The two major-party candidates in Virginia’s governor’s race have raised a record amount of money as they battle for the Executive Mansion, reaching a combined total of more than $115 million in contributions, according to the latest round of campaign finance filings.
Fundraising between Youngkin, a multimillionaire former private-equity executive, and McAuliffe, who served as governor from 2014 to 2018, has vastly surpassed that in the governor’s race four years ago. At the same point in 2017, Gov. Ralph Northam (D) and Republican competitor Ed Gillespie collectively raised $64.7 million, according to the nonpartisan Virginia Public Access Project (VPAP).
Mark J. Rozell, dean of the Schar School of Policy and Government at George Mason University, said it makes sense that the fundraising has been so high because of the stakes in the race. He noted that, given the tight polling and polarized state of politics, there is a really small margin of undecided voters at this point in the race.
Fundraising can help win that small margin, and drive their respective bases to the polls.
“So much money is chasing so few voters,” Rozell said. “They’re spending a hundred million dollars for a few percentage points.”
The latest filing, which details contributions and expenditures from Oct. 1 to 21, showed Youngkin surpassing McAuliffe in fundraising during the first weeks of the month, bringing in $15.4 million while the Democrat raised $12.9 million.
But, according to an analysis by VPAP, $3.5 million of Youngkin’s October totals came from his own pocket as a personal loan.
Youngkin, who has never held elective office, has been in a heated and close race with McAuliffe and has used his ability to personally front millions of dollars to run his campaign. According to VPAP, Youngkin has lent about $20 million this year to his campaign and his Virginia Wins PAC.
Younkin’s top donor — other than his own personal donation in October — continued to be the political action committee arm of the Republican Governors Association, which gave $4.6 million.
Other notable top donors to the Republican this reporting period include $125,000 from Linda McMahon, who headed the Small Business Administration under President Donald Trump; and $100,000 from Mark J. Kington, who sits on the Dominion Energy board of directors.
McAuliffe’s top donation for the period came from People for the American Way, with a $500,000 contribution. McAuliffe continued to receive large donations from labor unions and political groups, such as another $400,000 from Everytown for Gun Safety and $250,000 from the Working for Working Americans PAC.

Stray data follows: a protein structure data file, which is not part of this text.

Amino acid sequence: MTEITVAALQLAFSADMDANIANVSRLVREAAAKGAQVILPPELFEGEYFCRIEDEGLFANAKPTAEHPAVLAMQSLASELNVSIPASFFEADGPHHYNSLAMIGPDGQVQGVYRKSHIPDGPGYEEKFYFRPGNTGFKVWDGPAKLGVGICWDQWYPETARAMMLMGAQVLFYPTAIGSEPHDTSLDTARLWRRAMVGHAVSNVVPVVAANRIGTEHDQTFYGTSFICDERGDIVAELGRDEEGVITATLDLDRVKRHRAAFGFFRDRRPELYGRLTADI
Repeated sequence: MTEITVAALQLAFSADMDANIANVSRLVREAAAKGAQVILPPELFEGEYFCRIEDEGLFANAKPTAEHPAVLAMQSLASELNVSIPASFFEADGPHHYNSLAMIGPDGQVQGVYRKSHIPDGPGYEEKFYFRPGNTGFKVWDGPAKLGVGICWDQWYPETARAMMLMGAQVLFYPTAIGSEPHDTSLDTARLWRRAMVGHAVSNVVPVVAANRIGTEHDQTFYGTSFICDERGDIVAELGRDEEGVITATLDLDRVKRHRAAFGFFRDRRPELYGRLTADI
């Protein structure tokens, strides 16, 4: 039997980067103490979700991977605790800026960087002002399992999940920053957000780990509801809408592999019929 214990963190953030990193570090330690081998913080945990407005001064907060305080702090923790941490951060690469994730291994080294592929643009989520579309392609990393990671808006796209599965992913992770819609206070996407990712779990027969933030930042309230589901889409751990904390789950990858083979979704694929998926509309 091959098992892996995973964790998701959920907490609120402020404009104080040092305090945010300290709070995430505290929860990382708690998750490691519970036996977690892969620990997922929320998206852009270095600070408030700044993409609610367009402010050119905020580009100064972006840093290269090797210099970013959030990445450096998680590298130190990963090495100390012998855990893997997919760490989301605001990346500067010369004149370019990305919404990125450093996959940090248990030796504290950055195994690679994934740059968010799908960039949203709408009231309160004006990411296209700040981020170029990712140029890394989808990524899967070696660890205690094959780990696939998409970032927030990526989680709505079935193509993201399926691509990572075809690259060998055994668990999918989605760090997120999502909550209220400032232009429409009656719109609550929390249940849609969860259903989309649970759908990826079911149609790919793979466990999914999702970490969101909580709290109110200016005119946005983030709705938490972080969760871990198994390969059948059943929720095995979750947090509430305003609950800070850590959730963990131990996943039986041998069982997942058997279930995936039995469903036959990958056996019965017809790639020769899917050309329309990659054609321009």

According to VPAP, McAuliffe also received donations from a handful of casino companies, including $50,000 from Accel Entertainment Gaming LLC, $50,000 from Caesars Entertainment and $50,000 from J&J Ventures Gaming. In 2020, the General Assembly passed a measure legalizing casinos in a handful of cities in the state. McAuliffe also got $50,000 from DoorDash, the mobile food delivery service.
Both candidates have also established their own PACs to receive donations over the course of the race. Youngkin’s Virginia Wins PAC has earned just over $1 million in contributions, about $1 million of which came from Youngkin himself. The committee McAuliffe set up in 2014, Common Good VA, has raised about $400,000 in 2021.
This month, McAuliffe pulled out big-ticket connections, making campaign stops with former president Barack Obama and first lady Jill Biden earlier this month, and a campaign appearance in Arlington with President Biden Tuesday night. And Youngkin focused his campaign on education issues, ramping up advertising on the topic.
During October, McAuliffe spent more than Youngkin, with $18.8 million compared to Youngkin’s $11 million. McAuliffe also ended the period with significantly less cash on hand, which includes money carried over from previous reporting periods. On Oct. 21, McAuliffe had $1.9 million in the bank and Youngkin had $7.9 million, according to VPAP.
Third-party candidate Princess Blanding reported raising $4,550 for the period and ended with $7,281 cash on hand.
The ballot also includes lieutenant governor and attorney general, along with all 100 seats in the House of Delegates, where Democrats are defending a 55-to-45 majority.
In the lieutenant governor’s race, Del. Hala S. Ayala (D-Prince William) raised $2.4 million during the three-week period, up from the just over $1.4 million she collected in September. She ended the reporting period with just over $300,000 cash on hand.
Ayala’s top donors included the Democratic Party of Virginia, PACs and unions. The American Federation of Teachers donated $50,000, and the Democratic Party of Virginia donated $350,000.
Republican Winsome E. Sears, a former state delegate who represented Norfolk, brought in about $600,000 during the first few weeks of October and ended the period with just over $80,000.
The national Republican State Leadership Committee PAC kicked in $200,000 to Sears, and the Virginia Wins PAC, Youngkin’s committee, donated $75,000.
Incumbent Virginia Attorney General Mark R. Herring (D) reported raising about $1.5 million during the period and ended with just over $200,000. Herring’s top donor was the Democratic Attorneys General Association, which contributed $500,000 during the period.
Republican challenger Jason S. Miyares, a Virginia Beach delegate, reported raising about $3.5 million during the period, up from the just over $1.4 million he raised in September. Miyares ended the month with just over $2 million. Miyares’s top donation came from the Republican Attorneys General Association at $2.1 million.
The next filing deadline is set for Dec. 2 and will detail money raised and spent between Oct. 22 and Nov. 25.